Campers, time to leave the gravel pits

Published on August 14, 2014

Just last week we had an incident in a gravel pit on the Witless Bay Line in which an exploding barbecue injured one person, destroyed three campers and almost started a forest fire.

Even the camper who was interviewed expressed concern that the resulting fire would spread down into the community of Bay Bulls.

Fortunately, the quick work of the Witless Bay Fire Department averted what could have been a very serious incident — especially considering the dry conditions, overcrowded area and the lone point of access/egress. Kudos to the firefighters.

With this incident in mind, I have to wonder whatever became of the provincial government’s efforts from a couple of years ago to end what’s known as gravel pit camping? At that time, citing safety and environmental concerns, the government started evicting these campers from the various sites around the province and closing off the entrances to these areas.

Now it seems that the government’s position is that of “come back, all is forgiven.”

The problems and dangers concerning these sites are obvious to everyone and aptly demonstrated in last week’s incident.

In a provincial park or an RV park, there are strict rules in place to ensure the safety of all the users. Parks are required to have at least one emergency exit in case the main exit is obstructed; campsites are spaced far enough apart to avoid a fire at one campsite spreading to another; campgrounds are required to have a certain amount of emergency fire equipment like back tanks, pumps, hoses, etc. for every number of campsites, and accessible to the staff and campers; as well as other regulations to ensure the safety of the park’s users.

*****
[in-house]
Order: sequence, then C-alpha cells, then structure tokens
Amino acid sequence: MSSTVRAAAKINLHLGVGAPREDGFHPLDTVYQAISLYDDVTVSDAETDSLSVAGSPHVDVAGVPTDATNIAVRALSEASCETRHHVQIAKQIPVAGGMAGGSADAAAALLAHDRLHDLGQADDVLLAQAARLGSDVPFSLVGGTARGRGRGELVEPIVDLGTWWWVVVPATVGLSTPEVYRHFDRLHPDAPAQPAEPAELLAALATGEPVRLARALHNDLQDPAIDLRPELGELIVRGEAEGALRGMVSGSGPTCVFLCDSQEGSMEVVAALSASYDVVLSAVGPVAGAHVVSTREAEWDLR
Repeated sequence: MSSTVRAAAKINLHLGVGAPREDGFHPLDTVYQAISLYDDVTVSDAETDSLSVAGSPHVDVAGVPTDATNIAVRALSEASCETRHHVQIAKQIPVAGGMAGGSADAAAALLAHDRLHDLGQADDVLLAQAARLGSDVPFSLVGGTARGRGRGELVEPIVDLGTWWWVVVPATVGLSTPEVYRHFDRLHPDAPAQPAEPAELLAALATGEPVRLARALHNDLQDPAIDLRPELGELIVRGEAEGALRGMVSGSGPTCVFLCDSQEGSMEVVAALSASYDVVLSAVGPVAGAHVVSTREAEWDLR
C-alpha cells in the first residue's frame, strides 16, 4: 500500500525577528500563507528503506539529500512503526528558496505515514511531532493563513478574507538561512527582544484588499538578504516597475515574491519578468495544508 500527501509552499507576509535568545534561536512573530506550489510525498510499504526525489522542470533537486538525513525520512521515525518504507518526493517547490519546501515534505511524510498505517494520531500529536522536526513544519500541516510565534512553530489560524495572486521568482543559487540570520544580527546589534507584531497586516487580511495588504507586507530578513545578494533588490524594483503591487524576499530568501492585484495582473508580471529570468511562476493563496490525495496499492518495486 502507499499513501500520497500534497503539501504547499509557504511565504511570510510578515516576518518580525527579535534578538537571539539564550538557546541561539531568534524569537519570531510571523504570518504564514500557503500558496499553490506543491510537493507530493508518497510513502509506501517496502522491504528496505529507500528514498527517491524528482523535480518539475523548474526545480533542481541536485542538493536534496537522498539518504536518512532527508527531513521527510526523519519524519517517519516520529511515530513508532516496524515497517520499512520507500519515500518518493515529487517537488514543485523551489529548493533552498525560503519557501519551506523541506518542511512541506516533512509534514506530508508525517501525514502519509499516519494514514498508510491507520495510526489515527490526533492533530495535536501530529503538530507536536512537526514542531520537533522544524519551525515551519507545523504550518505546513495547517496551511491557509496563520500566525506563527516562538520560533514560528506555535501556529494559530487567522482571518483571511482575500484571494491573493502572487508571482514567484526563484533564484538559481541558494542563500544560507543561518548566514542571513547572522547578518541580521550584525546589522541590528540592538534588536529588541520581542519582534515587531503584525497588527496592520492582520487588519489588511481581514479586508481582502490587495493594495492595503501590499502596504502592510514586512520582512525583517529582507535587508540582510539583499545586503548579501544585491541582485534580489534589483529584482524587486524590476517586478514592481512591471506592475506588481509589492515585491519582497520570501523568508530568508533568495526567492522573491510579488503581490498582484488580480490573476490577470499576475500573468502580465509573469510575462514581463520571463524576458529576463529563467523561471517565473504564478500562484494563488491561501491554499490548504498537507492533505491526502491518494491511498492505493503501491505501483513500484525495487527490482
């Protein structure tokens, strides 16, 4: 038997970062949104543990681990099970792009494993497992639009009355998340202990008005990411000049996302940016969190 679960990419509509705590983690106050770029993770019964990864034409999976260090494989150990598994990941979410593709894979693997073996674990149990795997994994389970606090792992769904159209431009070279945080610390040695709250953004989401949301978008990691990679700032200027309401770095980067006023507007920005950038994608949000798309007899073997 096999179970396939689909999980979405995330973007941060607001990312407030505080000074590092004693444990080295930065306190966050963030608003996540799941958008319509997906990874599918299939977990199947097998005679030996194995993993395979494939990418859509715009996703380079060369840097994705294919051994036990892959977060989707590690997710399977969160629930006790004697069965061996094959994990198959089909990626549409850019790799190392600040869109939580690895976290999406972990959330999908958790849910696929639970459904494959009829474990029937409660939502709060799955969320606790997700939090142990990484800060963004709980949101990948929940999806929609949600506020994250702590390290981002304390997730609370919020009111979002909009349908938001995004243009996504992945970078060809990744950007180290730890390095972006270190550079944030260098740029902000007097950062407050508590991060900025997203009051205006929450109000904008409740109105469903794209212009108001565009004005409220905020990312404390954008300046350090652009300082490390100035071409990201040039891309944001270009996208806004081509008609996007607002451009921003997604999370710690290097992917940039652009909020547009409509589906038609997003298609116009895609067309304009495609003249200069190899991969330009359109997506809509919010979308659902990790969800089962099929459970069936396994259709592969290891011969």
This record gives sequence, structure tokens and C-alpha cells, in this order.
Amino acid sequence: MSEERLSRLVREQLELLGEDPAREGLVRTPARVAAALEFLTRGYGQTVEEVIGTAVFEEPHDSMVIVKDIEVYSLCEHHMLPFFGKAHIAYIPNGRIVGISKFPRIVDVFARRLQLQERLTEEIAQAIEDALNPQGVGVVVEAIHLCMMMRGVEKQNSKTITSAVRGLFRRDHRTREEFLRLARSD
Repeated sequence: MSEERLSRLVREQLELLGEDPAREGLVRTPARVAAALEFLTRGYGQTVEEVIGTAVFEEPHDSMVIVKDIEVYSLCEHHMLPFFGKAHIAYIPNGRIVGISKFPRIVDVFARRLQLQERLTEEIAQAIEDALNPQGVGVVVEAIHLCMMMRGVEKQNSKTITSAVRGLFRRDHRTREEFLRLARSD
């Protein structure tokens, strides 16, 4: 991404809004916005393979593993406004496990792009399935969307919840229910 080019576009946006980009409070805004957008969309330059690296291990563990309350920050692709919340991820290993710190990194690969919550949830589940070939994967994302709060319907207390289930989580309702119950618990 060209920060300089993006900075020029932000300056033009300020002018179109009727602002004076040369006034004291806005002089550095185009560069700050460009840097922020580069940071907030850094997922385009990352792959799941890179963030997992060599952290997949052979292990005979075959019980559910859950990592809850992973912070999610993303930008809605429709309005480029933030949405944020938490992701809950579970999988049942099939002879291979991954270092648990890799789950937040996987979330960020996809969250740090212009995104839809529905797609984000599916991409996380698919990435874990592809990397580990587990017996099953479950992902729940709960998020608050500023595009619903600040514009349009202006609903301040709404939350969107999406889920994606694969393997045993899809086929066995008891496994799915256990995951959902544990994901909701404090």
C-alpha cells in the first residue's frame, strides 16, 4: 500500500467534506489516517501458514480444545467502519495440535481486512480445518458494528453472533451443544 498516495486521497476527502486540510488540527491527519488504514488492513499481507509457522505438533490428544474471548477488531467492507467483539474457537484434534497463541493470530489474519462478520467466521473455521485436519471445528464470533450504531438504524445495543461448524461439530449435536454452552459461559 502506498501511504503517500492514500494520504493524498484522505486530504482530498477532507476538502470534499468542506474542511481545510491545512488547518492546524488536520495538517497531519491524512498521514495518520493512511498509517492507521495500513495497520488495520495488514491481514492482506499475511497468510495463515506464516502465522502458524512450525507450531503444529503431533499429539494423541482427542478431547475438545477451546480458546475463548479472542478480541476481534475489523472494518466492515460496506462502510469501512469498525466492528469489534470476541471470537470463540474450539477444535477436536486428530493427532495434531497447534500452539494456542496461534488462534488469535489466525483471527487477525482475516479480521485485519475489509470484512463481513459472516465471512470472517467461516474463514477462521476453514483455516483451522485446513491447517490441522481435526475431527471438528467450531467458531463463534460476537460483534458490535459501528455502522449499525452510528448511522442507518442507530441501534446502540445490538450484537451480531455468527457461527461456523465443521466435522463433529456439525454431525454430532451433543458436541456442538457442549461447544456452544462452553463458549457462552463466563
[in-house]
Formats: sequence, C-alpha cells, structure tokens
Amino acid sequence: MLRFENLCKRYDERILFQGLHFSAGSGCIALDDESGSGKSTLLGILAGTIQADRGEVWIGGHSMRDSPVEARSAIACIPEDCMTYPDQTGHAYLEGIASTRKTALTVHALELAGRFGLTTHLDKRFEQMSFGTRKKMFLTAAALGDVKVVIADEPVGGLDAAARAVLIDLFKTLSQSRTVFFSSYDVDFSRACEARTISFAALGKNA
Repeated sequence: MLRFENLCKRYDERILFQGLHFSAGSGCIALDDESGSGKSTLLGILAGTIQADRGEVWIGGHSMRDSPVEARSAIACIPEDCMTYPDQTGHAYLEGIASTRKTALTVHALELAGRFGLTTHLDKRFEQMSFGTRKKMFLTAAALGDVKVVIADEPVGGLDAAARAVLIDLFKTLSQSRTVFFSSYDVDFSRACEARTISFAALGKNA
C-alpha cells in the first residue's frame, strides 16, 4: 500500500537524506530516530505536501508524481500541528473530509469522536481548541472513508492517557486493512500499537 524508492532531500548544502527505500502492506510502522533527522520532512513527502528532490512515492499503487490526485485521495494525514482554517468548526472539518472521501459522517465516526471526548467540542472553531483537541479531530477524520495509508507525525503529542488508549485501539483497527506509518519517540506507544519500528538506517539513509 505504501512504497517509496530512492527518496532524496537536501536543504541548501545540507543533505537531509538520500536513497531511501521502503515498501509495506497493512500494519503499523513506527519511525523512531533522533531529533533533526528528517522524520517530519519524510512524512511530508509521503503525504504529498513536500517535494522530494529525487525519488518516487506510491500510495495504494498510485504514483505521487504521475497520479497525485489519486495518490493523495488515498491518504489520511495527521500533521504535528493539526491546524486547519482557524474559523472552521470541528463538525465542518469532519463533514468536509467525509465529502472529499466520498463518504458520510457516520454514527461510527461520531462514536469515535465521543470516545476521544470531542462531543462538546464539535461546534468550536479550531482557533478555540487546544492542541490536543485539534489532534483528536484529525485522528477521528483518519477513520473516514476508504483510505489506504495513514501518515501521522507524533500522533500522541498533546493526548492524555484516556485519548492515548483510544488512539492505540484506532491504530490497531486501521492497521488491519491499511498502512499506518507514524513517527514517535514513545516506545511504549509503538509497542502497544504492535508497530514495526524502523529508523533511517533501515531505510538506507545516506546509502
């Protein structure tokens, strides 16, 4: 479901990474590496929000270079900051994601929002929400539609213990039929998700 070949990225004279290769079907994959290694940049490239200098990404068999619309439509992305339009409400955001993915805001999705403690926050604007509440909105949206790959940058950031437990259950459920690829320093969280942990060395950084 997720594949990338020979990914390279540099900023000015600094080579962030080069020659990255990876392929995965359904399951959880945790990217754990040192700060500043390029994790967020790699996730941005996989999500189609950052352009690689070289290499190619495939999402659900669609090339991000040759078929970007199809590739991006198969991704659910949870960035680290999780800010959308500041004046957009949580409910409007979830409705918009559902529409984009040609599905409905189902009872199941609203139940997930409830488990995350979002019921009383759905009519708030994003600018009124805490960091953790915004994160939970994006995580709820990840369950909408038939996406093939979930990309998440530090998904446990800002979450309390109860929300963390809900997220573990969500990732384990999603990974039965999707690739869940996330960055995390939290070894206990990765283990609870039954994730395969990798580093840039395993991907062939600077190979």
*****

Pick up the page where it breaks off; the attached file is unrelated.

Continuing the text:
As well, forestry officers make ongoing inspections to ensure that all these requirements are met. In a gravel pit, there are no safety rules, no safety equipment and no inspections.

There are also the environmental factors to be considered. In a provincial park, the campsites will have either a hookup to a sewage system or an RV sewage dumping facility. Garbage is collected and the campgrounds are well maintained and cared for.

In the gravel pits, there are none of these amenities. The pits general look like dump sites, especially after the camping season is over; some campers are left in place all year around, contrary to Crown Lands regulations, and giving the impression of being scrapyards for condemned school buses; and finally, and most importantly, where is all that untreated sewage going? I doubt very much if the campers are “holding it” for an entire weekend, which indicates that sewage is either being dumped into or onto the ground, and in large quantities; which should be raising considerable health concerns.

In pretty much every other situation, if someone was dumping untreated sewage into the ground they would be overwhelmed with the charges laid against them but in these gravel pits no action is taken.

I have travelled extensively in other provinces and in the U.S., and nowhere else that I’m aware of is this sort of thing present or permitted.

So, why is it permitted here?

How much longer is the provincial government going to allow these roadside ghettos to continue? Why did the government make such an effort a couple of years ago to stop this, and then appear to give up on it? The government advertises this province as being clean and beautiful, but one look at these gravel pit campgrounds certainly contradicts this.

If there are regulations in place to stop this then they need to be strenuously enforced. The time is long overdue for the government to do something about these blights on the landscape once and for all.

 

William Power

C.B.S.